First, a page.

US ambassador tells OSCE Project coordinator in Baku
The US last week called on the Azerbaijani government to facilitate the work of the OSCE project coordinator in the country in all dimensions, “particularly the human dimension” and urged the project coordinator to redouble his efforts to support genuine dialogue with civil society, and to promote respect for the rule of law, democratic elections, fundamental freedoms, and human rights and good governance,” TURAN’s Washington DC correspondent reports.
Washington’s messages, voiced by Ambassador Daniel Baer, US representative to OSCE at the organization’s Permanent Council in Vienna, where OSCE Project Coordinator in Baku Alexis Chahtatinsky reported appeared first time with a report.
The OSCE last year decided to adopt the mandate of its office in Baku to project coordinator, upon Azeri government’s request. The Baku office was transformed into the Project Coordinator as of 1 January 2014.
Despite Washington’s clear resistance when Azeri officials raised the issue, there weren’t any significant criticism from the western countries, including US regarding the move. Amb. Chahtatinsky, a french diplomat, has been appointed as project coordinator in Baku starting from 1 March 2014.
İn his speech at the Permanent Council last week, Baer urged Chahtatinsky to boost his personal efforts to reach out to and engage with civil society in Azerbaijan.
“I noted that the two photos of you were with President Aliyev and the foreign minister… There was no photo of you reading the Decalogue, there was no photo of you with civil society, and I would just like to remind you that, while consultation with the host government is certainly an important part of your work, you work for all of us, and you work for the principles that underlie this organization. Your masters are not the Government of Azerbaijan…” he said.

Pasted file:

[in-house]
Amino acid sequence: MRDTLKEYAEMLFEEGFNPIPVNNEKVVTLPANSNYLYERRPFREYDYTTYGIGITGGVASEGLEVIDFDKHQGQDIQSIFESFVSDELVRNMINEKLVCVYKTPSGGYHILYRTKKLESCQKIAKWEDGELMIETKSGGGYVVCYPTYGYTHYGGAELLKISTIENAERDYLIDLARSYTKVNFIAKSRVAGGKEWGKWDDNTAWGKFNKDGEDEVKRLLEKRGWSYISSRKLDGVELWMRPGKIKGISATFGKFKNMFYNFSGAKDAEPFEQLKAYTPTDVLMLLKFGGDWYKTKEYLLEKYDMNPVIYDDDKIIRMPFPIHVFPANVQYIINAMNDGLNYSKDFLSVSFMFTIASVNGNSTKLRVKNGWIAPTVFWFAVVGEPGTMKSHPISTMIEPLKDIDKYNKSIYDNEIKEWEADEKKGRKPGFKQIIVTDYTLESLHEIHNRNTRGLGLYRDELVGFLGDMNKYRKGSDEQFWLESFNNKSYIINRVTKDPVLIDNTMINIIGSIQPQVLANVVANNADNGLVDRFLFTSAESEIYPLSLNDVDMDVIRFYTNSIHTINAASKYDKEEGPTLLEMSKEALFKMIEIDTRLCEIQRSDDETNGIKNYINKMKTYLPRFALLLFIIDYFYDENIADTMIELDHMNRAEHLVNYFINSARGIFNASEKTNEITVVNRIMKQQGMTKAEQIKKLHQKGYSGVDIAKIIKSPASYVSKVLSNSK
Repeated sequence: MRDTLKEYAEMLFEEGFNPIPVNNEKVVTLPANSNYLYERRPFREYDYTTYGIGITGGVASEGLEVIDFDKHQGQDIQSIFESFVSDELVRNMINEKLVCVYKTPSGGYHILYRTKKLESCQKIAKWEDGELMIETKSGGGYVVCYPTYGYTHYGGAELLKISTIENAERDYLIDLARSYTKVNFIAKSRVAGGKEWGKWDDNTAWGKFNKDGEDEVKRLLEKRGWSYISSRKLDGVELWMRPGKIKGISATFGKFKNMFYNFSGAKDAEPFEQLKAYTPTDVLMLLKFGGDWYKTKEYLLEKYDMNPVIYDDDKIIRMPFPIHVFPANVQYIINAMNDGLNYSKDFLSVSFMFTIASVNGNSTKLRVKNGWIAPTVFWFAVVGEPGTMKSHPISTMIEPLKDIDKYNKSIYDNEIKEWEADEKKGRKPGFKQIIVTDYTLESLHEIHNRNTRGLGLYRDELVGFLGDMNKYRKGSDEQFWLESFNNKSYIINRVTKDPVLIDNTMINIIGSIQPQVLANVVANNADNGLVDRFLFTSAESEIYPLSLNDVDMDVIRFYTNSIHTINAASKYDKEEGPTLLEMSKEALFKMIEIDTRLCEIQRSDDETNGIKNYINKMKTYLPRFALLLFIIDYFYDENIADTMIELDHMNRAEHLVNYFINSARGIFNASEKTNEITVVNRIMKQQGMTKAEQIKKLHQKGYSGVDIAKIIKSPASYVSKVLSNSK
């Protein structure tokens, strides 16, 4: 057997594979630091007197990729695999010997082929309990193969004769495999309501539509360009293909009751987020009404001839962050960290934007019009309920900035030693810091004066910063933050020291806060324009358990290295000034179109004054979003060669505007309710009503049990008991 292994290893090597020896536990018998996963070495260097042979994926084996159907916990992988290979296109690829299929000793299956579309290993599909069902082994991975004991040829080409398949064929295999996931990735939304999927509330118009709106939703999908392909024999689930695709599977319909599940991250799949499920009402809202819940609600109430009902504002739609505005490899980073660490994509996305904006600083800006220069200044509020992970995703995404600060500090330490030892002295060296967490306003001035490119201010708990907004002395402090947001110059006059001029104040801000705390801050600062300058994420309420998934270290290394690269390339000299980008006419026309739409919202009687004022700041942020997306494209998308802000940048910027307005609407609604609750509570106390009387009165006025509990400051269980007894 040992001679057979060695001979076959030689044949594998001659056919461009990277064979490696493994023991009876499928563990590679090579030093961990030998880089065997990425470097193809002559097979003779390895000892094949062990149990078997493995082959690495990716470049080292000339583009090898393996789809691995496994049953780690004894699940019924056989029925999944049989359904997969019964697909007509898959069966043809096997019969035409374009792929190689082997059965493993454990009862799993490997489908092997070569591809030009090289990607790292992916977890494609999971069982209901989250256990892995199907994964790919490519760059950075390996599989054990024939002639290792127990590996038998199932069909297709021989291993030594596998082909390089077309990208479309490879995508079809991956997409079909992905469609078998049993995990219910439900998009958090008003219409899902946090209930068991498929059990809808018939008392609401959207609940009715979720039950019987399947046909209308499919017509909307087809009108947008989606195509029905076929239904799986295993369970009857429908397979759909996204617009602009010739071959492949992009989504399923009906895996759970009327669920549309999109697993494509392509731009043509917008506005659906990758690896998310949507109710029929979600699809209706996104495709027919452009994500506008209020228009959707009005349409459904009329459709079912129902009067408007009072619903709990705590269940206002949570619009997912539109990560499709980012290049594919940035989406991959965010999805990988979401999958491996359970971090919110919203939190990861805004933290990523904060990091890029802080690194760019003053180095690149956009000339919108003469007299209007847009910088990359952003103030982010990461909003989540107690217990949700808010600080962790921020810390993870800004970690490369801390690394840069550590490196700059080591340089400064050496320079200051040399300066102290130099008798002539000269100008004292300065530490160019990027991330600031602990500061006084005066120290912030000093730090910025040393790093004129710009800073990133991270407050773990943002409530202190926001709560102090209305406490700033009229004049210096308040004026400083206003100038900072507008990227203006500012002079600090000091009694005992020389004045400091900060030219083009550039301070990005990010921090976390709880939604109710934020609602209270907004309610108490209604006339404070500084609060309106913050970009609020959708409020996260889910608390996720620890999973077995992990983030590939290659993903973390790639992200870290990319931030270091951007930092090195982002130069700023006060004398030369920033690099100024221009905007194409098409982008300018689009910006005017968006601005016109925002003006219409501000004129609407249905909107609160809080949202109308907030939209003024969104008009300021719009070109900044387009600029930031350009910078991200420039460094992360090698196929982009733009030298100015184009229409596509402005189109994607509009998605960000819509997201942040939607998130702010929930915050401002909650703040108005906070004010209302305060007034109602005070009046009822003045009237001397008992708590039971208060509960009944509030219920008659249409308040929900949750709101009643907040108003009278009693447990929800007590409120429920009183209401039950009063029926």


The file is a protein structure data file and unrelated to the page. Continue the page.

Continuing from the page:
As Azerbaijan seeks to assume greater responsibility in the international community, the US “remains committed to working with Baku, and through the OSCE, to protect human rights and fundamental freedoms, and to advance democratic development in the country,” Amb Baer stated, reminding that the OSCE Project coordinator in Baku has a “special responsibility to work with the people of Azerbaijan and to help the government uphold the organization’s principles, values, and commitments in all three dimensions – especially regarding human rights and fundamental freedoms – and to maintain and use strong contacts with civil society in this work.”
“The OSCE Project Coordinator mandate articulated in PC Decision 1092 explicitly calls on the office to “maintain contacts” with civil society – including outside the context of specific projects. We urge you to execute your mandate with this crucial role in mind. Efforts to restrict OSCE activities by limiting contacts with civil society, and an unduly restrictive project approval process in the Memorandum of Understanding, hinder the OSCE from providing valuable support to Azerbaijan and are unacceptable,” he said.
As the Azeri government continues to put pressure on independent media, NGOs, and civil society activists, Washington has raised its concerns about numerous cases at the OSCE, he reminded.
For example, the US “remains deeply troubled by the sentencing of opposition leaders Ilgar Mammadov and Tofig Yagublu in March, and of Anar Mammadli, Chairman of the Election Monitoring and Democracy Studies Center, in May, based on unsubstantiated charges presented after their involvement in peaceful activities. Likewise, we remain deeply troubled by the investigation and restrictions on freedom of movement of Leyla Yunus, Director of the Institute for Peace and Democracy, her husband Arif, and journalist Rauf Mirkadirov, all of whom were involved in Track II people-to-people diplomacy in the region.”
The cases of the three Facebook activists, Elsever Mursalli, Abdul Abilov and Omar Mammadov, who face dubious drug charges in response to their criticism of the government for corruption and human rights violations, “send a chilling message about the right to freely voice one’s opinion in Azerbaijan,” Amb.Baer said.
Most recently, he added, NGO leader Hasan Huseynli, from the town of Ganja, was sentenced to a long imprisonment on specious charges – “yet another example of this disturbing pattern of repression of those seeking to exercise their human rights and fundamental freedoms recognized in our common OSCE commitments, including respect for freedoms of expression, assembly, association, and movement.”